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Working for Family: The Role of Women's Informal Labor in the Survival of Family-owned Garment Ateliers in Istanbul, Turkey

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Working for Family: The Role of Women's Informal Labor in the Survival of Family-owned Garment Ateliers in Istanbul, Turkey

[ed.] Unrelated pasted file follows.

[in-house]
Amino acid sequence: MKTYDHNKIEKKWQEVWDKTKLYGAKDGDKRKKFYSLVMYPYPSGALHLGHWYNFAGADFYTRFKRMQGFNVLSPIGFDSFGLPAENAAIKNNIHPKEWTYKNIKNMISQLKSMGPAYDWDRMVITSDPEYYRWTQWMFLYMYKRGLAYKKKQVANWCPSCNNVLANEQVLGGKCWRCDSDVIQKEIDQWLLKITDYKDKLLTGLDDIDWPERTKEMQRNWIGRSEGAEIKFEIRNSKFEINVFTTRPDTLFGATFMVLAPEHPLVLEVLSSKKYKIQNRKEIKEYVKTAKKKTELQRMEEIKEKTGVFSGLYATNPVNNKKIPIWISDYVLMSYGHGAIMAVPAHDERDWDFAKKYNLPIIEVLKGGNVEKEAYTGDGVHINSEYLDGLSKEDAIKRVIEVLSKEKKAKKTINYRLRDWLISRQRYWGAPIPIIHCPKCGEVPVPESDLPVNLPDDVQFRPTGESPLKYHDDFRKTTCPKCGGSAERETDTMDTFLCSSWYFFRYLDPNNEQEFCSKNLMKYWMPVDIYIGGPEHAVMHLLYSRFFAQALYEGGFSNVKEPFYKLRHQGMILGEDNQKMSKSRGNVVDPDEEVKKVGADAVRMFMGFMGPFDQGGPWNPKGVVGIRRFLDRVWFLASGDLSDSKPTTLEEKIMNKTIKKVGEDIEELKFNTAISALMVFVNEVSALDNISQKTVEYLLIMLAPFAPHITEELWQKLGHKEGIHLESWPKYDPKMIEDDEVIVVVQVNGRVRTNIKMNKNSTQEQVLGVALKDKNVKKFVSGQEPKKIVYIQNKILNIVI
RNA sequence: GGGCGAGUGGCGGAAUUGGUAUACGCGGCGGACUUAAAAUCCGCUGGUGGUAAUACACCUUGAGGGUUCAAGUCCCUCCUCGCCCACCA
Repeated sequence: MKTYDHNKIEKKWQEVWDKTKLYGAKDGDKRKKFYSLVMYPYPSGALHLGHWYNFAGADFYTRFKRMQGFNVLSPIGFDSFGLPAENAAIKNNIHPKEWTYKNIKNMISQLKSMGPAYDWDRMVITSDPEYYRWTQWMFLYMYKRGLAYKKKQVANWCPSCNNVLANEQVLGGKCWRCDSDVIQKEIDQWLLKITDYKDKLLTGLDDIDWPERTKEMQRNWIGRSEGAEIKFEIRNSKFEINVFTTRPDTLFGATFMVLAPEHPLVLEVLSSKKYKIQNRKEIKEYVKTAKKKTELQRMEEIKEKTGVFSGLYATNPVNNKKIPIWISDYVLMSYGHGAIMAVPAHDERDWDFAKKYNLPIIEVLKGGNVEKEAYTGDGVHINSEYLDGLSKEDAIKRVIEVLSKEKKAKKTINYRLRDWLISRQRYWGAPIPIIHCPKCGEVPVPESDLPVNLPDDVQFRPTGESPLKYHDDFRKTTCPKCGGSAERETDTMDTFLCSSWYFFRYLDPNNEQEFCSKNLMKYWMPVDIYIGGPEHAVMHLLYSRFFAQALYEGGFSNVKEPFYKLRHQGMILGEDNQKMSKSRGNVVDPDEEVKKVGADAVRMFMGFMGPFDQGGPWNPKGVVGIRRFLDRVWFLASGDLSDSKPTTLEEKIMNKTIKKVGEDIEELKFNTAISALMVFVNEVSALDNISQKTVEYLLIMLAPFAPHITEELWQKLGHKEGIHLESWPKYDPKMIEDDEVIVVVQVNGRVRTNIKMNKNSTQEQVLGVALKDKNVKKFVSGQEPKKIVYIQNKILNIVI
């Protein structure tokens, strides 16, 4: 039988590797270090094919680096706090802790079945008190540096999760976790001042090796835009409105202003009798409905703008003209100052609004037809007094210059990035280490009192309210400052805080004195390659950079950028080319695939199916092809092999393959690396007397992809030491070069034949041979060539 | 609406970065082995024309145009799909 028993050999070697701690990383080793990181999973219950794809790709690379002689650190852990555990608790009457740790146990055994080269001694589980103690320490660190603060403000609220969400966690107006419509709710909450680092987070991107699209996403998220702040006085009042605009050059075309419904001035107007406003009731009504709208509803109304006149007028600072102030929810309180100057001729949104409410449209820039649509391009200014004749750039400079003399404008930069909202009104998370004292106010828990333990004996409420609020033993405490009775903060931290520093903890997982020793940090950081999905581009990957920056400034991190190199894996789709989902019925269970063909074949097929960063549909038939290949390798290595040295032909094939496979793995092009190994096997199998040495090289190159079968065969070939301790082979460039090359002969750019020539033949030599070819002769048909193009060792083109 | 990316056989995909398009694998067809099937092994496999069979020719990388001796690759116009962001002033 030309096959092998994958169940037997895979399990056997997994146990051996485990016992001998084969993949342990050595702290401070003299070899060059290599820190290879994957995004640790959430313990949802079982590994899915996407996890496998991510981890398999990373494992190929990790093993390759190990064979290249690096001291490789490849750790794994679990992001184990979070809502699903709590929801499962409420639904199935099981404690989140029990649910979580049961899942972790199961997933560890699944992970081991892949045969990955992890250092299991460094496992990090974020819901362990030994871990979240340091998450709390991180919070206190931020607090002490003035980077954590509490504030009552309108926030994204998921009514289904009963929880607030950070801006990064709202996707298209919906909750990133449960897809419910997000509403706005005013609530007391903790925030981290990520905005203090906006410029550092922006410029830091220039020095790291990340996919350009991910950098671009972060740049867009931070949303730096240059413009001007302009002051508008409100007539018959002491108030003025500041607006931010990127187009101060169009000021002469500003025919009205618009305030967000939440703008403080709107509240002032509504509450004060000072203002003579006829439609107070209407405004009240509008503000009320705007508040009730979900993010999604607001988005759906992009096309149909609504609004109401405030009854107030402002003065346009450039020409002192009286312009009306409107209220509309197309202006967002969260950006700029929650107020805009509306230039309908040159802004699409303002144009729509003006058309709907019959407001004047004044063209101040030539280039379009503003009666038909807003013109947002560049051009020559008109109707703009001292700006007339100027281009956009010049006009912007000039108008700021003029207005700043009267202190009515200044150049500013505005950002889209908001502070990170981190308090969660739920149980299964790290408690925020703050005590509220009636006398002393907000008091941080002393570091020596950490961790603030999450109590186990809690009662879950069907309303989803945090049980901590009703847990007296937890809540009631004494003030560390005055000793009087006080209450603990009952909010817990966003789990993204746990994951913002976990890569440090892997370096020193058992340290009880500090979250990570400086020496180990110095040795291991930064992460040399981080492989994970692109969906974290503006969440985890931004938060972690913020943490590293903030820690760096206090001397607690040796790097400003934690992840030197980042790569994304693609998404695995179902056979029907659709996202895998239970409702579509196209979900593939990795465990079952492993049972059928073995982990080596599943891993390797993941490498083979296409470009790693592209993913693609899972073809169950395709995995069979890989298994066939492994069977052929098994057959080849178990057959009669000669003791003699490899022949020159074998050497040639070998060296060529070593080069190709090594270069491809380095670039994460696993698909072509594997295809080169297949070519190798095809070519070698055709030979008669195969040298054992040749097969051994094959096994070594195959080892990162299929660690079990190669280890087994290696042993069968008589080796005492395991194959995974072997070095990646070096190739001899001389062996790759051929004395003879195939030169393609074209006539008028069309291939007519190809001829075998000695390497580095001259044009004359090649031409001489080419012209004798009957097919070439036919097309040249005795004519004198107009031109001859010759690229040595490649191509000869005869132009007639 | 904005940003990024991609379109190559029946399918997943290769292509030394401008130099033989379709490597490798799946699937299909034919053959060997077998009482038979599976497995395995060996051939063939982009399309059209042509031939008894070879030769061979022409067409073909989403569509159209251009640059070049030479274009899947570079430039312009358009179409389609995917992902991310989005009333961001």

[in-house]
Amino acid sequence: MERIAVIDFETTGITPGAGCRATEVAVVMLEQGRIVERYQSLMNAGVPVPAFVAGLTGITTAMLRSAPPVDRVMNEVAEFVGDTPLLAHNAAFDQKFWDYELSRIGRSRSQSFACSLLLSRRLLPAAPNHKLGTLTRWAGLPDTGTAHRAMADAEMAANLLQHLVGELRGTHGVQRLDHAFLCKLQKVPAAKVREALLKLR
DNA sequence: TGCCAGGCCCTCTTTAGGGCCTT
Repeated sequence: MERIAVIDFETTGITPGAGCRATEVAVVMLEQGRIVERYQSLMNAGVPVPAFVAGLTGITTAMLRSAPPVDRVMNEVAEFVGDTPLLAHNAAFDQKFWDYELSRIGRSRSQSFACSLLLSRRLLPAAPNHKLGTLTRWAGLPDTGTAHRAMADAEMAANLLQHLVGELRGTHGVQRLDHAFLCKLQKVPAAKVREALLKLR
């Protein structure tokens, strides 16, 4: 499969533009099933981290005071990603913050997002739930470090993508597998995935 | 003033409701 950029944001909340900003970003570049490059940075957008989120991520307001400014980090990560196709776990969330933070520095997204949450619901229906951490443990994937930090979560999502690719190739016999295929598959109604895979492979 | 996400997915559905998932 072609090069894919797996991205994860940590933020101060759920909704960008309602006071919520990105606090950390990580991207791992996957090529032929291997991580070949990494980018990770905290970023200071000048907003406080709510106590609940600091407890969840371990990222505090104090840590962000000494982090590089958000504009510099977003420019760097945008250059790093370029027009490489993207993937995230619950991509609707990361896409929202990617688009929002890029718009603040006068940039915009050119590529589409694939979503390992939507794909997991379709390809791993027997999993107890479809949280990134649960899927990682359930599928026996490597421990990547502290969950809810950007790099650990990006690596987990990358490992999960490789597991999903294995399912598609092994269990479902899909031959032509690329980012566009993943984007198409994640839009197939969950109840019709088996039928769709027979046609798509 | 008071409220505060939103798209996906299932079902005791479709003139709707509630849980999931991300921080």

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  Working for Family: The Role of Women’s Informal Labor in the Survival of Family-Owned Garment Ateliers in Istanbul, Turkey by Saniye DedeogluSouthampton UniversityWorking Paper #281May 2004Abstract Since the implementation of export-oriented industrialization strategies in the early 1980s, small-scale firms have become increasingly important to Turkey’s economy. In an era of flexibleproduction and subcontracting, small-scale firms have been able to enter the global marketplaceby cheaply producing and exporting labor-intensive commodities, such as textiles, food,garments, and leather goods. This paper investigates the changing nature of Turkey’smanufacturing sector by investigating one increasingly prominent type of small-scale firm:garment ateliers ( atölye) in Istanbul.As family-owned businesses, ateliers draw on inexpensive (and often unpaid), flexible, and loyalimmediate and extended kin to provide labor. Garment ateliers operate informally on theoutskirts of big cities, such as Istanbul, where rural migrant families comprise a cheap labor poolfor enterprising migrant business owners. These small-scale firms then depend on unpaid andunderpaid labor, encouraged by large-scale manufacturing factories seeking cheapsubcontracting linkages to take over the labor-intensive parts of industrial production. Thispaper—through two case-studies—focuses on family labor and extended kin social networks toanalyze the role of women’s unpaid and underpaid labor in these small-scale garment ateliers. Biography Saniye Dedeoglu is currently a research fellow at University of Southampton, Division of Sociology and Social Policy, UK and is also a research student in the Development StudiesDepartment of the School of Oriental and African Studies (SOAS), UK. Her research interestsare the dynamics of female employment in Turkey, implications of household organization, andthe impacts of kinship related social networks on women’s work in the labor market. She has anumber of published articles in Turkish and English. Women and International Development  206 International CenterMichigan State UniversityEast Lansing, MI 48824-1035Phone: 517-353-5040 ~ Fax: 517-432-4845 ~ E-mail: wid@msu.eduWeb Address: http://www.isp.msu.edu/wid/    Copyright © 2004 MSU Board of Trustees    1 Working for Family: The Role of Women’s Informal Labor in the Survival of Family-Owned Garment Ateliers in Istanbul, Turkey   Introduction Turkey’s export-oriented industrialization strategies, first implemented in the early 1980s, havedramatically increased the production and export of labor-intensive commodities, such astextiles, food, garments, and leather. These strategies have created an environment where small-scale firms are able to enter the global marketplace—through subcontracting linkages with largerfirms—by cheaply producing these commodities. The result has been an explosion of small-scale enterprises, particularly those specializing in garment production—called ateliers( atölye )—which have mushroomed in immigrant neighborhoods of Istanbul. Ateliers oftenoperate informally, relying on the inexpensive or unpaid flexible labor of family and extendedkin.Women’s participation in garment production is critically important. Women are not only acheap labor source for these ateliers, but they also help to mediate the familial relations—including social networks of family, kinship, and neighborhood—upon which the survival of ateliers in the very volatile market of the garment industry depends. This paper focuses on theimportance of family labor and the nature of family-based production in these ateliers. Inparticular, the paper emphasizes the role of women’s unpaid and underpaid labor involvement insmall-scale garment ateliers in Istanbul and analyzes social networks of extended kin relations.By revealing the relations governing industrial production in Turkey, this paper argues thatwomen’s labor—while often unrecognized or rendered invisible—is crucial to the survival of families engaged in the labor-intensive garment industry. Small-Scale Firms and Flexible Specialization:Changes in Global Production Patterns and Women as Labor Pool To contextualize the Turkish case, I first shall consider the general development trajectory of small-scale industries in the Third World, especially those in the labor-intensive manufacturingsector. By establishing linkages between flexible production techniques and global commoditychains, I draw on theoretical arguments regarding flexible production and global commoditynetworks to examine the organization of production and labor in small-scale garment ateliers inIstanbul, with special reference to unpaid female labor.I refer to small-scale firms in the manufacturing sector as “small-scale industry,” a termdescribing companies with fewer than fifty employees that engage in the transformation andprocessing activities of production, as well as the making, servicing, and repairing of tools andequipment (Teszler 1993). In other words, small-scale industry refers to firms specializing in theproduction activities of the manufacturing sector. I purposefully omit from this definition smallfirms in the wide-ranging service sector, which usually specialize in trading activities.Third World involvement in worldwide industrial production has radically changed since themid-1970s, when transnational companies (TNCs) first began locating labor-intensive parts of electronics, footwear, and garment production in low-wage countries with large pools of cheaplabor. In many developing countries, free trade zones, often unprotected by labor and    2employment legislation, have been established to attract foreign firms. As a result, Third Worldcountries have increased greatly their production of manufactured commodities. This new formof worldwide industrialization has been termed the “new international division of labor” (Frobel,Heinrichs and Kreye 1980). In the pursuit of cost effectiveness, foreign firms have set upbranches and subsidiaries in developing countries, often as joint ventures with local firms.Networking with local subcontractors has become the new pattern in international out-sourcing,as TNCs minimize their production roles as much as possible (Gereffi 1994).In recent years, with the introduction of flexible production techniques in the manufacturingsector—which put small industries at the center of industrial development strategies—small-scale industry contributions to developing economies have received growing attention (Liedholmand Mead 1999; Piore and Sabel 1984). As a result, developing countries are increasinglyfocusing public policy on the creation and promotion of small firms, which have been hailed asengines for achieving self-sustained economic growth (International Labor Organization 1976)and creating income and employment opportunities for the urban poor (World Bank 1980).The flexible specialization theory, as put forward by Piore and Sabel (1984), suggests thatindustrialization does not necessarily require large-scale enterprises; it can also be attained byflexibly organizing production in small-scale firms (Schmitz 1990). The result is a fragmentedproduction process, where subcontracting and the “putting out” system prevail.Trade channels between local firms and international companies are established as local firmsbecome responsible for production while depending on multinational firms for markets,materials, and technical know-how (Mitter 1994:20). Relying on numerous local subcontractorsenables international companies to respond lithely and quickly to changes in market demands,making this type of international industrial production more flexible than “traditional”production through foreign direct investments. Moreover, it allows multinational companies toavoid certain production costs, volatility of markets, taxes, and unexpected changes in localeconomic policies, while enabling them to move between different suppliers without additionalcost. This form of international commodity production, usually called “Post-Fordist production,”depends upon cheap, flexible labor and local resources, and it generates a global hierarchyamong those countries that produce technology and know-how, and those with cheap labor andraw materials. Flexible industrialization affects labor processes, resulting in more casual andpart-time workers, with local small-scale firms able to directly access untapped and cheap poolsof labor in ways that large TNCs cannot, as is discussed below.In order to attract and keep the interest of large, TNCs, small-scale firms in developing countriesdepend upon informal and casual labor. By drawing heavily upon unpaid family labor in orderto minimize production costs, these small-scale firms attempt to stay competitive in volatilemarkets (Pedersen, Sverrisson and van Dijk 1994; Levitsky 1989; Liedholm and Mead 1999).Family labor—and particularly female labor, which is considered the free property of family—gives these businesses, especially those that are labor-intensive, a competitive edge in themarket.Female employment is closely associated with the “flexibility” of labor markets, and women arethe main recipients of casualized, instable, and insecure jobs (Elson 1996; Mitter 1994). This hasled, some argue, to a global feminization of the workforce (Standing 1989). Household choresand childcare cause women to have looser relations with formal productive activities than men.    3Their reproductive roles, which result in women entering and exiting the labor market, and thevalues attached to them make women very suitable for this type of informalized production.“Women have emerged as very desirable employees in these circumstance because theirrelationship to the labor market has traditionally displayed the characteristics of flexibility somuch wanted in the current conjuncture” (Jenson, Hagen and Reddy 1988:10 in Elson 1996). Inalmost every society, women are seen by policy makers as an untapped pool of labor, which canbe easily pulled in and pushed out of the labor market (Elson 1995). Macro Settings and Development Trends of Small-Scale Industry in Turkey  To understand the dynamics underlying small-scale industry in Turkey, it is necessary to look atthe country’s structural conditions. In the early years (1950-1960) of import substitution inTurkey, the state subsidized a variety of investment and trade regime programs to generate thecapital necessary to produce previously imported commodities. These programs includedestablishing high tariff barriers for goods produced in the country, subsidizing nationalinvestment in manufacturing production, and later overvaluing Turkish currency (1960s-1970s).The government and the State Planning Institution hoped these programs would spur thedevelopment of small-scale firms, which would grow then to become massive factories,generating employment and producing goods for the country.A policy shift in the 1980s, one favoring export-oriented industries, reversed these state taxbenefits and tariffs protecting the national market. As industries were opened up to the worldmarket and to price competition, the pressure to minimize costs and risks led large-scalemanufacturing firms to increasingly subcontract labor-intensive parts of the production line tosmaller firms. Subcontracting thus became a significant part of labor-intensive production inTurkey. Small-scale firms—especially those focusing on labor-intensive production, such asgarment ateliers—became an important link in a subcontracting chain of manufacturingproduction, and their importance continues to grow. Subcontracting between large-scale andsmall-scale firms is especially widespread in the ready-to-wear industry. Since the 1980s,Turkey has become one of the world’s leading garment exporting countries (Dicken 1998).Since the early 1950s, urbanization has been steadily increasing in Turkey. Migrants werespurred by the mechanization of agricultural production and the rising pool of marginal labor inrural areas, where agricultural production had been based on small-scale land ownership.Moreover, people were pulled to cities by employment opportunities generated by nationalindustries, which characterized the import substitution period of the 1960s. Since then, the ruralpopulation has been declining in number, while Turkey’s urban population has doubled in size.Whereas 25 percent of the population was urban in 1945, an estimated 65 percent was urban in1997 (TÜSIAD 1999).Yet, at the same time that the number of urban migrants has been increasing, several policieswith negative consequences for urban migrants have been implemented (TÜSIAD 1999; Yentürk1997). Post-1980 neoliberal economic policies—including structural adjustment programs—have resulted in public spending cuts to education, health, and social security. These policieshave had direct, adverse impacts on tight-budget, low-income families, who mainly live on theoutskirts (gecekondu 1 ) of big cities. The share of education and health in the government’ssocial spending has dropped from 23.6 percent in 1992 to 11 percent in 1998, shifting more of the burden of social reproduction to the private sphere, thereby increasing women’s care-taking    4roles and shortening years of schooling for children (TÜSIAD 1999; Boratav, Yeldan and Köse2000). Moreover, high rates of child employment, or early age employment, are a long-termconsequence of public cuts in education and healthcare spending, as is deteriorating incomedistribution in Turkey (Tunali 1997).Low-income migrant families have been negatively affected by the downward pressure on wagesand salaries generated by the combination of increasing domestic prices and high inflation. Theshare of wages in the manufacturing sector has dropped from 35.6 percent in 1977-80 to 20.6percent in 1983-87 and to 16.6 percent in 1995-98 (Voyvoda and Yeldan 1999). Although thisdata captures only the formal organized manufacturing sector 2 , it is possible that the decliningrate of real wages is stronger in the informal sector, as wages in the informal economy aretypically lower than in the formal sector.In sum, a combination of demographic and economic factors, leading on the one hand to moreand more people moving into cities and on the other hand to deteriorating living standardsamong these groups, has generated conditions where poor migrant families are often dependentupon informal activities for survival. The mass migration of people into cities, the reduction inthe real price of labor, policies that increase the prices of goods, and the stagnation of real wagesin a high inflation economy have converged to generate cheap labor pools for labor-intensivesectors, like manufacturing. The expanding manufacturing sector has accessed this availablepool of devalued and migrant labor through subcontracting arrangements with the help of family-based production in small-scale firms. Small-Scale Industry in Turkey In Turkey’s official statistics, many definitions of “small-scale” have been used. I use the StateStatistics Institute (SSI) definition, which limits small-scale industry ( kuçuk isletme) to firmswith one to fifty workers 3 . In manufacturing sector employment, the overall share of small-scalefirms employing fewer than ten employees is higher than all other firms combined. As seen inTable 1, the number of firms employing one to nine persons constitutes 95 percent of privatemanufacturing firms and employs 38 percent of total labor force. At the same time, Köse andÖncü (1998) provide evidence that the average annual cost of labor in the small-scale privatemanufacturing enterprises was below legal minimum wage levels throughout most of the 1980sand 1990s.As the sub-sectoral distribution shows, small-scale firms are concentrated in labor-intensiveproduction areas, such as food processing, textile, clothing, and wood products, and the wagelevel is lower than in larger-scale firms. As wages rise with the size of firm, labor productivityalso rises (Taymaz 1997).